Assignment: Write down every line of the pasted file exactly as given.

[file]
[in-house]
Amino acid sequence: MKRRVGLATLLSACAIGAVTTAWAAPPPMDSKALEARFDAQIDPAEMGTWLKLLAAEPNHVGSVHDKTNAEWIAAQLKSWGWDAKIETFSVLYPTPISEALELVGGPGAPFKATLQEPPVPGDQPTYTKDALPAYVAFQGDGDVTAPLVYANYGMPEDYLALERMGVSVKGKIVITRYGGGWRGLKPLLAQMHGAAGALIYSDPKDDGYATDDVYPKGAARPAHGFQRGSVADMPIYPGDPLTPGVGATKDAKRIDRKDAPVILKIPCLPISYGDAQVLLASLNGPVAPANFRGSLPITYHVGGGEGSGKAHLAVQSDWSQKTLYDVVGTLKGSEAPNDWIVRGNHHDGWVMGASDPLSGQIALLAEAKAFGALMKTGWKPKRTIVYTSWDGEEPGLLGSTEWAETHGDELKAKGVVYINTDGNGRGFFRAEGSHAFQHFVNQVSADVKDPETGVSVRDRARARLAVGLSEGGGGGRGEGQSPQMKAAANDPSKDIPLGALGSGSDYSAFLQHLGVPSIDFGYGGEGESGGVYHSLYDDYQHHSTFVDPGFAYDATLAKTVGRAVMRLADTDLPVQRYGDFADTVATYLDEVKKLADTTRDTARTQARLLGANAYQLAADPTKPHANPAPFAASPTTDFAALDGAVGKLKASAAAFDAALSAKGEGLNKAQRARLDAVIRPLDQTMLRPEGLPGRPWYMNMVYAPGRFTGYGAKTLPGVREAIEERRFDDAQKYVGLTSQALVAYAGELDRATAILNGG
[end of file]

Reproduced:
[in-house]
Amino acid sequence: MKRRVGLATLLSACAIGAVTTAWAAPPPMDSKALEARFDAQIDPAEMGTWLKLLAAEPNHVGSVHDKTNAEWIAAQLKSWGWDAKIETFSVLYPTPISEALELVGGPGAPFKATLQEPPVPGDQPTYTKDALPAYVAFQGDGDVTAPLVYANYGMPEDYLALERMGVSVKGKIVITRYGGGWRGLKPLLAQMHGAAGALIYSDPKDDGYATDDVYPKGAARPAHGFQRGSVADMPIYPGDPLTPGVGATKDAKRIDRKDAPVILKIPCLPISYGDAQVLLASLNGPVAPANFRGSLPITYHVGGGEGSGKAHLAVQSDWSQKTLYDVVGTLKGSEAPNDWIVRGNHHDGWVMGASDPLSGQIALLAEAKAFGALMKTGWKPKRTIVYTSWDGEEPGLLGSTEWAETHGDELKAKGVVYINTDGNGRGFFRAEGSHAFQHFVNQVSADVKDPETGVSVRDRARARLAVGLSEGGGGGRGEGQSPQMKAAANDPSKDIPLGALGSGSDYSAFLQHLGVPSIDFGYGGEGESGGVYHSLYDDYQHHSTFVDPGFAYDATLAKTVGRAVMRLADTDLPVQRYGDFADTVATYLDEVKKLADTTRDTARTQARLLGANAYQLAADPTKPHANPAPFAASPTTDFAALDGAVGKLKASAAAFDAALSAKGEGLNKAQRARLDAVIRPLDQTMLRPEGLPGRPWYMNMVYAPGRFTGYGAKTLPGVREAIEERRFDDAQKYVGLTSQALVAYAGELDRATAILNGG